SLAVERY

Slavery played such a major role in ancient Greece and Rome that these early civilizations can accurately be called slave societies. In addition to providing most of the labor in Greece and Rome, slaves made up a large percentage of the population. Perhaps a quarter to a third of the population of classical* Athens were slaves. During the Roman wars of conquest, the Romans captured and enslaved hundreds of thousands of prisoners. By the end of the Roman Republic*, Italy had more than 2 million slaves, which was more than a third of the population.

HISTORY

The Greeks and Romans used slave labor for farming, mining, building, and domestic work. Slaves were mostly war captives, people kidnapped and sold by slave traders, and the children of slave women. Because slaves were considered the legal property of their masters, they had no rights. Although some Greek and Roman writers criticized certain aspects of slavery, none declared that slavery was wrong and should be abolished.

* classical in Greek history, refers to the period of great political and cultural achievement from about 500 B.C. to 323 B.C.

* Roman Republic Rome during the period from 509 B.C. to 31 B.C., when popular assemblies annually elected their governmental officials

Greek Slavery. During the Mycenaean period, which lasted from the 1400s B.C. to the 1100s B.C., many people were forced to cultivate and give their crops to the kings. Like slaves, these people could be bought and sold. Many of them had non-Greek names, which suggests that they were captured in war. However, they received allotments of land the same way that free people did, and they were allowed to intermarry with free people.

The households of the kings and heroes* that the poet Homer described in the Iliad and the Odyssey kept numerous slaves. They performed the difficult and unpleasant tasks that free people preferred not to undertake. Slaves looked after cattle, pigs, and goats in the pastures, where they could be alone for months at a time. Female slaves often sewed and wove cloth in the household alongside their mistresses.

In the early 500s B.C., the Athenian statesman Solon ended the right of wealthy Athenians to enslave poor people who were unable to repay their debts. Although this law gave freedom to many more Athenians, it increased the demand for slaves to do the work that debtors had done in the past. During the classical period, large numbers of slaves lived in Athens and other Greek city-states*. Owning slaves was considered a sign of wealth. Slaves and free Greeks often had the same skills, and they frequently worked side by side in the fields, homes, and workshops of ancient Greece.

* hero in mythology, a person of great strength or ability, often descended from a god

* city-state independent state consisting of a city and its surrounding territory

Although Greek slaves worked in the mines, where conditions were brutal, some slaves also worked in high-status careers and professions. A slave named Passion established an impressive career for himself as a banker. He not only gained his freedom, but he became one of the few former slaves to be granted Athenian citizenship.

Roman Slavery. During the early Roman Republic, debtors were forced to work for wealthy landowners to repay their debts. After this practice was outlawed, the demand for slave labor increased, as it had in Greece. As the Romans began to conquer other areas of Italy, the enlistment of peasant farmers into the army increased the demand for agricultural workers. The same wars that sent peasants off to battle provided an endless supply of war captives for the wealthy to use as slaves.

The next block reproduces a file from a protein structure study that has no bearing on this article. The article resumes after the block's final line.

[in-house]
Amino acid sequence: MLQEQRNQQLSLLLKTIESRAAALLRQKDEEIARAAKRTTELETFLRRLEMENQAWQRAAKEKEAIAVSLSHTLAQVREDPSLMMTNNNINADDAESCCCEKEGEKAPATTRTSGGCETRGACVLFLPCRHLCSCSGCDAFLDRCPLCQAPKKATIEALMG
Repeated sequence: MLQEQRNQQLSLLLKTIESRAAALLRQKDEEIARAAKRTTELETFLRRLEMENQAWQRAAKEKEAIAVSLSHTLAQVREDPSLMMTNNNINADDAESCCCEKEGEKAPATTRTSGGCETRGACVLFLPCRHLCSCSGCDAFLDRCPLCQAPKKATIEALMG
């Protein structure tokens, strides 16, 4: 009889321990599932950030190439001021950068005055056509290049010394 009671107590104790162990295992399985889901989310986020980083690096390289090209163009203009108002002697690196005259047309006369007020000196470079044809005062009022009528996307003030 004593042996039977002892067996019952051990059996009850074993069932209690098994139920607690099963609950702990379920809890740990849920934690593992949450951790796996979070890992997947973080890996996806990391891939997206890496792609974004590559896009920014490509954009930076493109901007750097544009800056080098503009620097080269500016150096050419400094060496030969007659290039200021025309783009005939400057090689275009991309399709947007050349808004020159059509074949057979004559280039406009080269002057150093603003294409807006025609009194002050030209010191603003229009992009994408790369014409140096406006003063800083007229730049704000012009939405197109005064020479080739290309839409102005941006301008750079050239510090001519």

By the middle of the 100s B.C., most of Italy had become a slave society. Slave labor became the backbone of the Roman economy, especially in the areas of agriculture, herding, and wine making. The cruel treatment that the slaves received prompted several slave rebellions. Major revolts in Sicily and Italy took years to suppress. In Italy in 73 B.C., Spartacus and thousands of his followers attempted to escape to freedom, but the Romans finally crushed the rebellion with brutal force.

During the later Roman Empire, the infrequency of Roman wars of conquest meant that fewer people were enslaved. The Romans had established a professional army, and free peasants were no longer pulled off the land. Because of this, the role of slavery decreased in importance, but it never completely disappeared.

Remember: Words In small capital letters have separate entries, and the index at the end of Volume 4 will guide you to more information on many topics.

FEATURES OF SLAVERY

Slaves came from three groups of people—those captured in war, those abandoned by their parents at birth, and those descended from a slave. All three types were considered outsiders by their communities and were allowed to live only by becoming enslaved. Although debtors were sometimes sold into slavery, they had to be sold abroad. According to Roman law, a freeborn Roman could not be enslaved. If a slave could prove in a court of law that he or she had been born free, the individual had to be freed.

Kinds of Slaves. Slaves worked in a wide range of fields. Many were forced to work in the mines. They were often chained to their work areas, and most of them died of malnutrition and overwork. Agricultural slaves were somewhat better off because they worked in the open air. Many slaves—men, women, and children—worked in households. The men worked in the fields, and women and children did house chores. Some owners hired out their skilled workers for specific jobs, such as metalworking or harvesting. Other owners set up their slaves in workshops and took most of the money the slaves earned.

Some slaves were publicly owned. In Greece, publicly owned slaves served as court clerks, record keepers, building superintendents, and police. Because police work was unpopular and dangerous, the Athenians used enslaved Scythian archers as police officers.

The Romans used slaves to assist the magistrates in administering public works, such as buildings, roads, and aqueducts*. Some slaves who worked in the households of emperors rose to positions of great influence and power. Emperors liked to use slaves in sensitive positions because they were loyal to the emperor alone.